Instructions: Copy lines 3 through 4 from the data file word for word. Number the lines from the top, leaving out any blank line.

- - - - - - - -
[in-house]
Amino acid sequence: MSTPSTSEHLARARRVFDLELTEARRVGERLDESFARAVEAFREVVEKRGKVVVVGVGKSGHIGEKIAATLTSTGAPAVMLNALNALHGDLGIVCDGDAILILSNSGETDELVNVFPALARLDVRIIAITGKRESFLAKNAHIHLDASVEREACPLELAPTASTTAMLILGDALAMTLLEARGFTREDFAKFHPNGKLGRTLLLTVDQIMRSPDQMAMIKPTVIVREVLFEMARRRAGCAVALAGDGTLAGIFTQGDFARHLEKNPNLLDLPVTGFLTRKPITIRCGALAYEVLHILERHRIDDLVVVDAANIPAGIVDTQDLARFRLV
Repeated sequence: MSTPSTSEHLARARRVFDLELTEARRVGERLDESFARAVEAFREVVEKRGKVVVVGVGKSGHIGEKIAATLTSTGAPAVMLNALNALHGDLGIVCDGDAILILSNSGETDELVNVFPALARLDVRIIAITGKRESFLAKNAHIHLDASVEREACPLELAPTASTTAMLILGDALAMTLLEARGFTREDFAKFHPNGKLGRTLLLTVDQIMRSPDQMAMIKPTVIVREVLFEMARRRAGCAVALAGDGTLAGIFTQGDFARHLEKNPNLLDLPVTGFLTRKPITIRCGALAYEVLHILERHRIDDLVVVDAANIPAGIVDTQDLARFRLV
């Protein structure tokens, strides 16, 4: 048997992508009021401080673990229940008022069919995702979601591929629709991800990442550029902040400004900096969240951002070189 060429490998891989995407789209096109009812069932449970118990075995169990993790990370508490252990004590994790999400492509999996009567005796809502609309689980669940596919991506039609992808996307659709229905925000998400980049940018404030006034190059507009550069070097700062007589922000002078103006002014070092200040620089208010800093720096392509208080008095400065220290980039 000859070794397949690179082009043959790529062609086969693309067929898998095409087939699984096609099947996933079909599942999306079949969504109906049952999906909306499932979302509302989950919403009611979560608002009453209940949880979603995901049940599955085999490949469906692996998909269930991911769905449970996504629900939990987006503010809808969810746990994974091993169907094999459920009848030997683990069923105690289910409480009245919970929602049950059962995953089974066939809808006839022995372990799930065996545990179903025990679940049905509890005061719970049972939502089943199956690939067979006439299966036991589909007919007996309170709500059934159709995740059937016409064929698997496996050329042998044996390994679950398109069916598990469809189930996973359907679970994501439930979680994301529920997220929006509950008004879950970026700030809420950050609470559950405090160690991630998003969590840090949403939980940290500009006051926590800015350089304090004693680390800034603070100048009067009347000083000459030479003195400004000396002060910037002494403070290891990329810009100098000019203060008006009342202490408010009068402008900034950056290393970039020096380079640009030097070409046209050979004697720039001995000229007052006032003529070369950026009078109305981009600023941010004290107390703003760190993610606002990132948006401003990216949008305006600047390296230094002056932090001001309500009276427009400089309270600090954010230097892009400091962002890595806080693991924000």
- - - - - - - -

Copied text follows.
Repeated sequence: MSTPSTSEHLARARRVFDLELTEARRVGERLDESFARAVEAFREVVEKRGKVVVVGVGKSGHIGEKIAATLTSTGAPAVMLNALNALHGDLGIVCDGDAILILSNSGETDELVNVFPALARLDVRIIAITGKRESFLAKNAHIHLDASVEREACPLELAPTASTTAMLILGDALAMTLLEARGFTREDFAKFHPNGKLGRTLLLTVDQIMRSPDQMAMIKPTVIVREVLFEMARRRAGCAVALAGDGTLAGIFTQGDFARHLEKNPNLLDLPVTGFLTRKPITIRCGALAYEVLHILERHRIDDLVVVDAANIPAGIVDTQDLARFRLV
């Protein structure tokens, strides 16, 4: 048997992508009021401080673990229940008022069919995702979601591929629709991800990442550029902040400004900096969240951002070189 060429490998891989995407789209096109009812069932449970118990075995169990993790990370508490252990004590994790999400492509999996009567005796809502609309689980669940596919991506039609992808996307659709229905925000998400980049940018404030006034190059507009550069070097700062007589922000002078103006002014070092200040620089208010800093720096392509208080008095400065220290980039 000859070794397949690179082009043959790529062609086969693309067929898998095409087939699984096609099947996933079909599942999306079949969504109906049952999906909306499932979302509302989950919403009611979560608002009453209940949880979603995901049940599955085999490949469906692996998909269930991911769905449970996504629900939990987006503010809808969810746990994974091993169907094999459920009848030997683990069923105690289910409480009245919970929602049950059962995953089974066939809808006839022995372990799930065996545990179903025990679940049905509890005061719970049972939502089943199956690939067979006439299966036991589909007919007996309170709500059934159709995740059937016409064929698997496996050329042998044996390994679950398109069916598990469809189930996973359907679970994501439930979680994301529920997220929006509950008004879950970026700030809420950050609470559950405090160690991630998003969590840090949403939980940290500009006051926590800015350089304090004693680390800034603070100048009067009347000083000459030479003195400004000396002060910037002494403070290891990329810009100098000019203060008006009342202490408010009068402008900034950056290393970039020096380079640009030097070409046209050979004697720039001995000229007052006032003529070369950026009078109305981009600023941010004290107390703003760190993610606002990132948006401003990216949008305006600047390296230094002056932090001001309500009276427009400089309270600090954010230097892009400091962002890595806080693991924000």